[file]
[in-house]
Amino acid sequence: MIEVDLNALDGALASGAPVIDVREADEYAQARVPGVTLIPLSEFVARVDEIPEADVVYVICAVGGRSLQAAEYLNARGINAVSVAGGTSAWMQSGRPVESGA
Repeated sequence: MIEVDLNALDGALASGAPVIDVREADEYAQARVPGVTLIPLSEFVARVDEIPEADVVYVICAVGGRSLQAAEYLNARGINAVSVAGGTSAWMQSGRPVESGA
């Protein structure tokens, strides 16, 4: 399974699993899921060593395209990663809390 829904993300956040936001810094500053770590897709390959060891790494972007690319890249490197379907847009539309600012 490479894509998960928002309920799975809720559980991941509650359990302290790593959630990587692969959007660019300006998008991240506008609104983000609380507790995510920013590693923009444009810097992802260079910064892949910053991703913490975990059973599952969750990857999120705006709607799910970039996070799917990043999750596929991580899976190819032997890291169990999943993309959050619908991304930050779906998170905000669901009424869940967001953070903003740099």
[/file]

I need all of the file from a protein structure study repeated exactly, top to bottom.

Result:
[in-house]
Amino acid sequence: MIEVDLNALDGALASGAPVIDVREADEYAQARVPGVTLIPLSEFVARVDEIPEADVVYVICAVGGRSLQAAEYLNARGINAVSVAGGTSAWMQSGRPVESGA
Repeated sequence: MIEVDLNALDGALASGAPVIDVREADEYAQARVPGVTLIPLSEFVARVDEIPEADVVYVICAVGGRSLQAAEYLNARGINAVSVAGGTSAWMQSGRPVESGA
């Protein structure tokens, strides 16, 4: 399974699993899921060593395209990663809390 829904993300956040936001810094500053770590897709390959060891790494972007690319890249490197379907847009539309600012 490479894509998960928002309920799975809720559980991941509650359990302290790593959630990587692969959007660019300006998008991240506008609104983000609380507790995510920013590693923009444009810097992802260079910064892949910053991703913490975990059973599952969750990857999120705006709607799910970039996070799917990043999750596929991580899976190819032997890291169990999943993309959050619908991304930050779906998170905000669901009424869940967001953070903003740099």